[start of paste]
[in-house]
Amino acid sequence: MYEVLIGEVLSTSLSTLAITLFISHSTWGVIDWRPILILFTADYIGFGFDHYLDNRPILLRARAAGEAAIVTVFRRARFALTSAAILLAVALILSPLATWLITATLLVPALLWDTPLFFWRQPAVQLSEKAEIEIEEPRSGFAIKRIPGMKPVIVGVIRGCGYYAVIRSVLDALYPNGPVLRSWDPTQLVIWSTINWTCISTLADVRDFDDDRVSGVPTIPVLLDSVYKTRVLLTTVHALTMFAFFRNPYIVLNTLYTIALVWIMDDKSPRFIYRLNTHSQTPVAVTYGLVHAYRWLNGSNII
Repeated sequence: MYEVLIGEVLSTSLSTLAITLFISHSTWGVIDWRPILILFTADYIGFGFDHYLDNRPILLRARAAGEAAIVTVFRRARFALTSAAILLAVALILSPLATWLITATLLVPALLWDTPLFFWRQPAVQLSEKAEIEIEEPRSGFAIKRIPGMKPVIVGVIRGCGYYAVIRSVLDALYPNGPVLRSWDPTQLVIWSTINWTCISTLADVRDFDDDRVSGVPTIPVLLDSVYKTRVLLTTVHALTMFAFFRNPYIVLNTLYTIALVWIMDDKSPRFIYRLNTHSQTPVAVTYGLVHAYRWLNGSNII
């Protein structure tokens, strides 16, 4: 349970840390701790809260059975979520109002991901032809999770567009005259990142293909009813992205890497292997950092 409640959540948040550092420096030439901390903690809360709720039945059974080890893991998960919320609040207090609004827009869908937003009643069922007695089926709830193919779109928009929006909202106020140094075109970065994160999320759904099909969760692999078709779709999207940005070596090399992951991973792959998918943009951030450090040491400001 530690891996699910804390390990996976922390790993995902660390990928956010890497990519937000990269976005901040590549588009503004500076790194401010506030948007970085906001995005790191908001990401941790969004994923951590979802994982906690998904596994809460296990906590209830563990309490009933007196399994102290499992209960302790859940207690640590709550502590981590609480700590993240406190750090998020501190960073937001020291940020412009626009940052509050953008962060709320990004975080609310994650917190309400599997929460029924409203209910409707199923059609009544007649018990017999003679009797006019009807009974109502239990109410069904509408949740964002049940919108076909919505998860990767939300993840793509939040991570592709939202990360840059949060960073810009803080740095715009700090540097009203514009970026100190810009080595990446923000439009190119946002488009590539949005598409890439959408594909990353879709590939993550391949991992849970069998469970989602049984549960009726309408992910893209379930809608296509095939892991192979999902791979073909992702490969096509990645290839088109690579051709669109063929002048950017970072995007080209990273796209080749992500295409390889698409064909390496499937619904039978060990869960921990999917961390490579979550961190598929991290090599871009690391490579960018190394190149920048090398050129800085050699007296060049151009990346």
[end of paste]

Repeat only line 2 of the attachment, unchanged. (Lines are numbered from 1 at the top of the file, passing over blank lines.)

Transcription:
Amino acid sequence: MYEVLIGEVLSTSLSTLAITLFISHSTWGVIDWRPILILFTADYIGFGFDHYLDNRPILLRARAAGEAAIVTVFRRARFALTSAAILLAVALILSPLATWLITATLLVPALLWDTPLFFWRQPAVQLSEKAEIEIEEPRSGFAIKRIPGMKPVIVGVIRGCGYYAVIRSVLDALYPNGPVLRSWDPTQLVIWSTINWTCISTLADVRDFDDDRVSGVPTIPVLLDSVYKTRVLLTTVHALTMFAFFRNPYIVLNTLYTIALVWIMDDKSPRFIYRLNTHSQTPVAVTYGLVHAYRWLNGSNII